Don’t worry, this won’t be one of those look-back posts where I sum up everything that happened to us last year.
Though, admittedly, 2015 was a big year.
But it’s been a big decade, for that matter.
Only they don’t have names for 15-year increments. At least they don’t have common names everyone can use like decade or century.
There’s actually an old name for 15-year cycles that comes from medieval Europe called the indiction and which had to do with a periodic reassessment of an agricultural or land tax.
What I’m talking about is the last 10 years of our lives, a cycle that I can’t quite fit nicely into a decade.
Not without considering the five years I spent in college that led directly to next 10 years. To separate the two into different time periods would be a sin against nature or something similar.
I spent the better part of three years studying at a community college before transferring to the University of Oregon. Meanwhile, my wife and I had two young boys and lived in a single-wide trailer on a small piece of land surrounded by grape vines in the rolling hills of South Salem.
I went to college, because I was bored out of my mind managing restaurants, and as a non-traditional student, the benefits outweighed any counter arguments.
By the time I graduated school, we had graduated from a single-wide to a double-wide to my wife’s grandma’s house, where we lived rent free for a time to a house that we rented for ourselves with money I actually earned from a job I was qualified to do because of my college degree.
It was a substantial five-year period, which, if we lived in ancient Rome, would have been called a lustrum.
But it bled so finely into the next cycle, I can’t rightfully separate the two in my mind.
And so we have the 15-year decade, because it fits nicely into the cadence of our lives, as all things that come in tens do.
We had our third baby, a girl, shortly after I landed my first job, which I didn’t start until two weeks after she was born.
And that’s the last time I can remember stopping to look around and realize where I was in the grand scheme of things. It was a cosmic breath, and armpit moment as the breeze of life whipped up comfortably for a few brief seconds to see where we had come from and maybe catch a glimpse of where we were going.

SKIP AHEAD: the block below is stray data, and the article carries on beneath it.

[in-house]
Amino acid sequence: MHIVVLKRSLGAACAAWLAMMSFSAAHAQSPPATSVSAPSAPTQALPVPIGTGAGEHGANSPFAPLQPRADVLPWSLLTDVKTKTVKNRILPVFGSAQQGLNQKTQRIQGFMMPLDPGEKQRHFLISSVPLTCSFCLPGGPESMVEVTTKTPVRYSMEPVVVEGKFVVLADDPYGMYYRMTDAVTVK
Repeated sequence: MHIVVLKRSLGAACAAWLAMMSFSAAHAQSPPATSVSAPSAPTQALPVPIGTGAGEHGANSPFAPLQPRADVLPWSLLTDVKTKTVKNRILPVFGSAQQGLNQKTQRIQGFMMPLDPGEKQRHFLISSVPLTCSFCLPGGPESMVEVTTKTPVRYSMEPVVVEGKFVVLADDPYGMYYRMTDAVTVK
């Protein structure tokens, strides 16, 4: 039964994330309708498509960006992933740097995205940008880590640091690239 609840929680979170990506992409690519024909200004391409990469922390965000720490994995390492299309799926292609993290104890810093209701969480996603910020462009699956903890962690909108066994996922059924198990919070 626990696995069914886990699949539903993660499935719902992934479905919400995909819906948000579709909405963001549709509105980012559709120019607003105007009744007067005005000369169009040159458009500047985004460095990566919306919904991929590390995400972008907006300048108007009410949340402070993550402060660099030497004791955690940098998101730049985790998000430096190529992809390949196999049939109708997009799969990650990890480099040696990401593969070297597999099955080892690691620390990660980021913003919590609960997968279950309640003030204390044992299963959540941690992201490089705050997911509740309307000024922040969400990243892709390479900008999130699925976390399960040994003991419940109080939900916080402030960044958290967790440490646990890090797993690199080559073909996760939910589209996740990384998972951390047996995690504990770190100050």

We settled into a house on 10th street in the hometown I had been fighting to get away from my whole life. We got a trampoline and a dog, I wrote safe stories about city and county government and penned cutesy Sunday-for-Monday stories about festivals and events.
Our kids played soccer, and we had friends over for meals and went wine tasting on weekends back when it was still affordable.
And everything ran together in that way that a gray morning sort of touches down all the colors into drab impressions of trees and houses and cars and roads.
So I left.
I literally seized the first opportunity to flee from it all, from my hometown, from my commonality with people and places I had come to know across the upper end of one century into the beginning of another.
You know the story.
First it was Missoula and love and light and happiness in that northern world I had always imagined as an eternal ice palace.
How wrong I was to judge a place by my impressions. How absurdly unexpected it was to find so much joy in a little mountain town with tall shadows when the sun fell behind the mountains.
Very few places are strewn across the landscape of my experiences so profoundly as Missoula and the people who made it come alive for us.
And then a season of high adventure in Alaska and chasing pirate ships in the Aleutians, exploring glaciers, watching the greatest athletes in the world run a thousand miles across snow and ice while pulling barely alive humans on sleds underneath a burled arch.